- September 16, 1998 -- Scientists from
the British Antarctic Survey announced on Tuesday that they have measured
a 5-mile (8 km) drop in the Earth's upper atmosphere during the past 40
years. They say that the region is a litmus test for climate change and
believe the shrinking is caused by cooling aloft linked to the global warming
at the surface. The results, published in this month's issue of the Journal
of Geophysical Research, were obtained from radio wave monitoring conducted
in studies in Antarctica since 1958.
- The altitude decrease they discovered
is in the ionosphere, an electric-conducting layer of the upper atmosphere,
and was similar to results obtained from separate studies in Europe. This
suggests that the change is a global phenomenon. The ionosphere is the
hottest and windiest part of the atmosphere where temperatures can vary
dramatically during a single day.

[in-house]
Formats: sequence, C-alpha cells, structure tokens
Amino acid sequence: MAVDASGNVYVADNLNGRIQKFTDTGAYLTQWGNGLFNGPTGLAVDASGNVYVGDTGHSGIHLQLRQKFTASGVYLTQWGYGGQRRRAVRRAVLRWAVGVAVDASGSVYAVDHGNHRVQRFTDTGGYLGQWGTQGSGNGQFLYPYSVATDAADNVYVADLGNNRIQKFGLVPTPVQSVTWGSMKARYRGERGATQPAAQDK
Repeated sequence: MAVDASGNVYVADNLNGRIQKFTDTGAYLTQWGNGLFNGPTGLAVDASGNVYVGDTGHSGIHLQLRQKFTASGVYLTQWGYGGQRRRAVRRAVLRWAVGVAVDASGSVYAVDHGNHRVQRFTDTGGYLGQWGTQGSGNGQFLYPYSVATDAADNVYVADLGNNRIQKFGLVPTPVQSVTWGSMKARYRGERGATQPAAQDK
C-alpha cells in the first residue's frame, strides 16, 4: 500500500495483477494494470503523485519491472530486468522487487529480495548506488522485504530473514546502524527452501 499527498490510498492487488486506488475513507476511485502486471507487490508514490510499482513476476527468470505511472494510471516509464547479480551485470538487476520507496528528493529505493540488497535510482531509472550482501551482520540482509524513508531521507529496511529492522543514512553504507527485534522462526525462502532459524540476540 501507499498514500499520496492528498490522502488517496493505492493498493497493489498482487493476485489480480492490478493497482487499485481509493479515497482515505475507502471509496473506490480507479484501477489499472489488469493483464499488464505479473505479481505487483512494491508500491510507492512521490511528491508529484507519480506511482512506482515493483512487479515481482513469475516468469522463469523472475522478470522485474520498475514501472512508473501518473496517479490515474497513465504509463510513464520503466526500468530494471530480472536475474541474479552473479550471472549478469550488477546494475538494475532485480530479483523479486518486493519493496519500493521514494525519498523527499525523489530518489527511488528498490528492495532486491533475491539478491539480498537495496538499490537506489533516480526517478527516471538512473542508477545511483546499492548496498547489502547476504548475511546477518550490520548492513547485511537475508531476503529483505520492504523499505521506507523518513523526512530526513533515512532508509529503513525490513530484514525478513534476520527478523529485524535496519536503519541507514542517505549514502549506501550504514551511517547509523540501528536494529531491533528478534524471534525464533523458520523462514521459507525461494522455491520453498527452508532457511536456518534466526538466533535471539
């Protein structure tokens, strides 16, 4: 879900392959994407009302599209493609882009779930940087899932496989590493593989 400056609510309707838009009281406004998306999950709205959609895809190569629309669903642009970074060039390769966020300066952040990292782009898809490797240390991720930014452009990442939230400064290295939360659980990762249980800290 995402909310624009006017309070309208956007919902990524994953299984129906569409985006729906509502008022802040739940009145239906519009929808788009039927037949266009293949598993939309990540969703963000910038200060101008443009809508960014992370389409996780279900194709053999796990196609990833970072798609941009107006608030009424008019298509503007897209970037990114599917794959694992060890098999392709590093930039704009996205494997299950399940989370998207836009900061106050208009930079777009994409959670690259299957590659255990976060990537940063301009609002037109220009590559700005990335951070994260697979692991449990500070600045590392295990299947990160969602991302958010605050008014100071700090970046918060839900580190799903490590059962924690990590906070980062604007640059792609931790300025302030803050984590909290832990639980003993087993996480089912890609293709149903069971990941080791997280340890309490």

- Climate change theories have predicted
that a doubling of the greenhouse gasses carbon dioxide and methane will
raise the earth's surface temperature by about 3.6 degrees Fahrenheit (2
degrees Celsius). But at the ionosphere level, the air could cool by as
much as 90 degrees Fahrenheit (50 degrees Celsius). This would cause a
much more dramatic shrinking of that upper atmospheric layer.
- "The key point here is that it's
an indication something's happening to the earth's atmosphere, but it's
nothing to worry about," said Dr. Martin Javis of the survey. "It's
a sensitive indicator that something's going on and yet another indicator
that man seems to be changing his environment."
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